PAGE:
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ASD PA Clarke Meeting with Bureau Chiefs

Presenters: Victoria Clarke, ASD PA
November 11, 2001

Wednesday, November 7, 2001

(Meeting with DoD National Media Pool bureau chiefs. Also participating: Rear Adm. Craig R. Quigley, DASD PA.)

Clarke: I just have a few things to tick through here and then I'll open it up. And I apologize. I have to leave at 11:30 to go see General Pace about his briefing today. [ transcript ]

Just to update on where we were last time we talked or met. We have been doing the briefing daily, five days a week. Please let us know if at any point this becomes more or less than you want. We've had a pretty healthy schedule of backgrounders. We'll continue to do those, and if there are specific topics you're interested in let us know.

We started doing this 9 a.m. ten-minute morning line, as we're calling it, and it is just to give people the very bare sketch of here's what we know from overnight. We can just give you sort of a CNN headlines version of here's what happened overnight. It is never more than ten minutes. It is devoid of most details because we just don't have them at that time but I think it's useful for the wires in particular.

General Franks will be briefing tomorrow. We're a little loose on the time right now, somewhere between 12 noon and 2 p.m. probably. [ transcript ]

Q: Is he coming over to Brookings?

Clarke: He's coming over to Brookings but he's also coming over here and will be in the briefing room with the secretary tomorrow, the exact time to be determined.

Brookings tomorrow. I encourage all of you or your representative to attend. And let me stop for a second and talk about why we wanted to do that. I've mentioned this to some of you. But as I was trying to get ready for this job and looking at these sorts of things, these sorts of issues, and when we looked at the DoD national media pool actually months ago, one of the things we realized is that very often after conflicts there was a commission, there was a seminar, there were all sorts of analyses and usually they were titled "what went wrong, the media and the military in", fill in the name of the conflict.

So we thought why don't we try to preempt some of that and raise some of these things up to the surface. That was the original intent of doing this with a third party like Brookings. I think these meetings, to a large extent, have filled that void, but I really encourage your participation tomorrow from 9 until noon? Sorry, 9:30 to noon tomorrow.

The other thing I wanted to mention is we did just come back from five countries in three days. Talking about a lot of things, primarily the war on terrorism, and I just want to underscore something we heard in a lot of these places which is going to make our lives challenging is sensitivities on the part of the host nations in terms of visibility for what is going on on their turf. I don't want to go in too much more detail than that, but it is a concern specifically raised in several places.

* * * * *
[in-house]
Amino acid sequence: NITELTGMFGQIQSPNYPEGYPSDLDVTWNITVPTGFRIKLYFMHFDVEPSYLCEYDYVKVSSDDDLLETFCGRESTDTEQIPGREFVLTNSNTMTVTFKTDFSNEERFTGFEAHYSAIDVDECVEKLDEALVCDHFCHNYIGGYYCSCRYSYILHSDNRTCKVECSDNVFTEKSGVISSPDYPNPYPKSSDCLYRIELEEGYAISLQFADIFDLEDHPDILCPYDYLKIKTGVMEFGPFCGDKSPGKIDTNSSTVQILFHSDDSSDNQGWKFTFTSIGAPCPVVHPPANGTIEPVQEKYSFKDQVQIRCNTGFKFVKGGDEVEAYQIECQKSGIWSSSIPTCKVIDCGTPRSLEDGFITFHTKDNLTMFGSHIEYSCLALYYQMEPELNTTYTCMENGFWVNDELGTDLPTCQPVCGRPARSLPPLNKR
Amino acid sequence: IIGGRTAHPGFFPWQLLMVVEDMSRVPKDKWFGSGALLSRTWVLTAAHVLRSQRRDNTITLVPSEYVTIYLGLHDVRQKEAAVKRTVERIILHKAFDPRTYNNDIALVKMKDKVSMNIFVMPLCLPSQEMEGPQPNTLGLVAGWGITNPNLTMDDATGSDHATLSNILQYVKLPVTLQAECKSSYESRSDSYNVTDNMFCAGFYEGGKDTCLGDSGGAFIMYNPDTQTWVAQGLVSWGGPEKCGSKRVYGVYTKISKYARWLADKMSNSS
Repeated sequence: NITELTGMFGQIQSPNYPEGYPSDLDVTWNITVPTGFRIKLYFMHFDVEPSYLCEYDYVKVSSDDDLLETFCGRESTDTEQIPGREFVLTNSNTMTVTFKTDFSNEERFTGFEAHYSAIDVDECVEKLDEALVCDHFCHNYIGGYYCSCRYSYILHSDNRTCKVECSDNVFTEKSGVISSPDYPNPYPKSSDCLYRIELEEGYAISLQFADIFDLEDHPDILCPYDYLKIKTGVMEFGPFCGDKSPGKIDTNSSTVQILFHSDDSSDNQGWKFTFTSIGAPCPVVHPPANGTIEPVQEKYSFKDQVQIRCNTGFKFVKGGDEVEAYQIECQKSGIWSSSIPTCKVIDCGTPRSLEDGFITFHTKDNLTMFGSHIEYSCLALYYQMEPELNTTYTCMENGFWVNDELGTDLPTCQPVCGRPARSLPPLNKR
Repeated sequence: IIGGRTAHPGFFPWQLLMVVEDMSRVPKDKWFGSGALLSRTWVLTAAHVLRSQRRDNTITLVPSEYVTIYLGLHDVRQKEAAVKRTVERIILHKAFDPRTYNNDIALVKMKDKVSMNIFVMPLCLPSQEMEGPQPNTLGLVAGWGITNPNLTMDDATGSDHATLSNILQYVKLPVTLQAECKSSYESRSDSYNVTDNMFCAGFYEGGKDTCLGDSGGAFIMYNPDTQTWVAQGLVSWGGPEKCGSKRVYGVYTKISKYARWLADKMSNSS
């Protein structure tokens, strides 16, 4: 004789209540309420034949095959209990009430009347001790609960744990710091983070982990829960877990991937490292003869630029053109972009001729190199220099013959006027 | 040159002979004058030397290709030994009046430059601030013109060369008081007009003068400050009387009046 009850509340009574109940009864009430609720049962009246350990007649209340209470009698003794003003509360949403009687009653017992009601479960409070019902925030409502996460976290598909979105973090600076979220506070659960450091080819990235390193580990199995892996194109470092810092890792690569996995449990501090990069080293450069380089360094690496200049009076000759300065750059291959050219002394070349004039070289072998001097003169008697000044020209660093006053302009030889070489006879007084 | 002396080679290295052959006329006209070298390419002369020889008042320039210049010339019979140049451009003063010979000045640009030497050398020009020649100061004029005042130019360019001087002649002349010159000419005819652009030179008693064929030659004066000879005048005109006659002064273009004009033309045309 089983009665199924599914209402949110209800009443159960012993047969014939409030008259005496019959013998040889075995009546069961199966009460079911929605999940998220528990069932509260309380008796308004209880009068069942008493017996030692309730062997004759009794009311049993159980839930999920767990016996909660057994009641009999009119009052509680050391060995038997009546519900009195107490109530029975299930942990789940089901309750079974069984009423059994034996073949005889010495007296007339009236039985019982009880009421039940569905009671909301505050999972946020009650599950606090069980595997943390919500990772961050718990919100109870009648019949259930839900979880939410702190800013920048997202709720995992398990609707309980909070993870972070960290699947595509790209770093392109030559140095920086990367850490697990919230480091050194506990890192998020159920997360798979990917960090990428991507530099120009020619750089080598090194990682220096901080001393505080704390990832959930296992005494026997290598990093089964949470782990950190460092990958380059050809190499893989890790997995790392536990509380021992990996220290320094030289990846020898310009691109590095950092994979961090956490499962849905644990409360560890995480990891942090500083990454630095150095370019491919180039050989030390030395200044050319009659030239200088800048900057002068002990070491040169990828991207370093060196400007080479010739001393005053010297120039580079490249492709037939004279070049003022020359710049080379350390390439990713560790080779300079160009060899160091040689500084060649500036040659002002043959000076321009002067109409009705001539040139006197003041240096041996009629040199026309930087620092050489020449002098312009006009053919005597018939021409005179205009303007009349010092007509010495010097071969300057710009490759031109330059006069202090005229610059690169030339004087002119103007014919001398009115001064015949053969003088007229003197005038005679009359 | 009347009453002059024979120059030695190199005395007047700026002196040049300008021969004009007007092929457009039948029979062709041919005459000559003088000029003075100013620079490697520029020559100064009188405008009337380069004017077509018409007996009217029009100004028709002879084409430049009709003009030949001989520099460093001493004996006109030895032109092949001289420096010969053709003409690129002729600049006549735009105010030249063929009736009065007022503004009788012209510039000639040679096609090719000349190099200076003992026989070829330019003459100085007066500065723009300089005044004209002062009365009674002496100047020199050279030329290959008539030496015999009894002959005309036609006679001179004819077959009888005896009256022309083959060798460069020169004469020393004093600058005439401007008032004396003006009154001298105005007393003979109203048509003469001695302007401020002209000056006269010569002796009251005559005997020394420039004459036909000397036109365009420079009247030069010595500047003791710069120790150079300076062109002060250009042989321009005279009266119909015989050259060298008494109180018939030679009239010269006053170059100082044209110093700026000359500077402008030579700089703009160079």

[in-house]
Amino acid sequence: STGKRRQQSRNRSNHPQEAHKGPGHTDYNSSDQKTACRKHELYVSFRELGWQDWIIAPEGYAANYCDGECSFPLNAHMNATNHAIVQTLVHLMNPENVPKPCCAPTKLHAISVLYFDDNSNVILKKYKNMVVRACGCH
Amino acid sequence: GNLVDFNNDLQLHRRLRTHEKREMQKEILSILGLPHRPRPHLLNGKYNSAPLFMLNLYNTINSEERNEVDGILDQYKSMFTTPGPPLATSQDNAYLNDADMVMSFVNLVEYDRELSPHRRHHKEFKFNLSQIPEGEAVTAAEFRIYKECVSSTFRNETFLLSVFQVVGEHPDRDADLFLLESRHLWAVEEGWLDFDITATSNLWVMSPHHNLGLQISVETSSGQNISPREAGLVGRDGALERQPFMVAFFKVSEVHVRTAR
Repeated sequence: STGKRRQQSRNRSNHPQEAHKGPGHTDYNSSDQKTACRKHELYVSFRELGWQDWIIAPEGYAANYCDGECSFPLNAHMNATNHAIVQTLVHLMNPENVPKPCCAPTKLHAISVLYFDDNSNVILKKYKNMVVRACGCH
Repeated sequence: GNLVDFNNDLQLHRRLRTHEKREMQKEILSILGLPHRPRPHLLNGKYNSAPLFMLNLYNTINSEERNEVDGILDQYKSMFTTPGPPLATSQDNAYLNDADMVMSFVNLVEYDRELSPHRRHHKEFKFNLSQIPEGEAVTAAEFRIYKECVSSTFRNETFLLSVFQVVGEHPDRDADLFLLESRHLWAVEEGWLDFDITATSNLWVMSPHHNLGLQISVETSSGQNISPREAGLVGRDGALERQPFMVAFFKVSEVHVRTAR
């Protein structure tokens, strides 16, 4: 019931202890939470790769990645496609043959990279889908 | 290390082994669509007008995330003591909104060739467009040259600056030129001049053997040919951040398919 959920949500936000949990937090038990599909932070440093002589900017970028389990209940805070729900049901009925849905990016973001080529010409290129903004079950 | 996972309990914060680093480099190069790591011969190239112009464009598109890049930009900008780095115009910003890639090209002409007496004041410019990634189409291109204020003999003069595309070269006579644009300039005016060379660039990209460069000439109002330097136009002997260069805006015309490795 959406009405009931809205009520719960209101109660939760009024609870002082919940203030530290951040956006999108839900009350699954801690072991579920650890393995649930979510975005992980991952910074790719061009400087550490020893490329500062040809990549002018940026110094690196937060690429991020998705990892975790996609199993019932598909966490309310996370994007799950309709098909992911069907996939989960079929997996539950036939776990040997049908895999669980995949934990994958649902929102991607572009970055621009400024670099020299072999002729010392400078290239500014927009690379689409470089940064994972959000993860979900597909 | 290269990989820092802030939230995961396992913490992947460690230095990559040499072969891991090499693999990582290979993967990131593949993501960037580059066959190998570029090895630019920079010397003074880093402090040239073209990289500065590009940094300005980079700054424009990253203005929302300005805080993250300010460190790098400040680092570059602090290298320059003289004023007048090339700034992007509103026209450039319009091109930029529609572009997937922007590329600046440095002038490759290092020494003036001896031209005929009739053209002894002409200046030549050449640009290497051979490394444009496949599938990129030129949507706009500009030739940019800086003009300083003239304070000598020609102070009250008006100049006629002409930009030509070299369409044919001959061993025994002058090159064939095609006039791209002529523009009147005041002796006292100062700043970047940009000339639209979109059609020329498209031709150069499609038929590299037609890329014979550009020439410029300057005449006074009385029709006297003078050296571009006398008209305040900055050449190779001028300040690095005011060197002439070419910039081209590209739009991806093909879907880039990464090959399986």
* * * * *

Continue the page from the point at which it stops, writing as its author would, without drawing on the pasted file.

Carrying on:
With that I'll stop and take any questions or comments you have.

Sandy Johnson, Associated Press: Torie, if we can talk about access for a few minutes.

Clarke: Sure.

Johnson: I think the first meeting that you had with this group was in late September. The war is now a month old, and if you could indulge me for a minute I want to read you some of the stuff from my folks overseas, and I'm certain that nobody else here has had any other experience.

In Uzbekistan the only available person is the PIO at the embassy who will not address press queries and refers all questions to the Pentagon.

In Tajikistan, reporters can speak only with the Tajik employees of the U.S. embassy who are not helpful and refuse to take queries to the Americans.

In Germany, absolutely no embedding requests are being taken outside of the humanitarian airdrop a couple of weeks ago. On board the ships, the pilots are not talking about where they've been, where they're going, what they have done.

All media have been taken off the Peleliu as of Monday.

The center that's supposed to be set up in Pakistan, we're being told by the White House that it is not intended to be a place where reporters can go for breaking news developments. The Pentagon is still meant to be the first point of confirmation for that material.

So where is the progress?

Clarke: On a couple of these -- well, progress is the last couple of times we've met you asked for several things including briefings five days a week, which you're getting; including backgrounders which you're getting a healthy schedule; General Franks which we're giving you; a couple of other things.

In the theater, again I'll just repeat the point about host nation sensitivities. We are asking a lot of countries. They are providing a lot and we're very appreciative of their support and we are very sensitive to their concerns about visibility.

I thought the access in Germany at Ramstein was pretty good. If it's not, we will address that.

Johnson: There is no embedding.

Van De Steeg: Who do you want to embed with?

Johnson: I want to embed with anybody.

Clarke: The C-17s or the humanitarian drops are what's coming out of Ramstein. What else are you thinking of?

Johnson: We were told earlier that there would be the ability to embed with some military units.

Quigley: I don't know what that means.

Clarke: I want to finish up on this. Somebody correct me if I'm wrong, I think the only thing going on out of Germany is --

Johnson: Right now.

Clarke: -- the humanitarian drops. So what are they not getting?

Johnson: We were told there would be the ability to embed with groups that would be going into the theater. Now maybe they're not going into the theater now.

Clarke: The only groups going into the theater from Germany are the humanitarian drops.

Johnson: All right.

And Colonel [sic] Quigley, we were told at the last meeting here that part of your mission over there would be to talk to the host countries about access.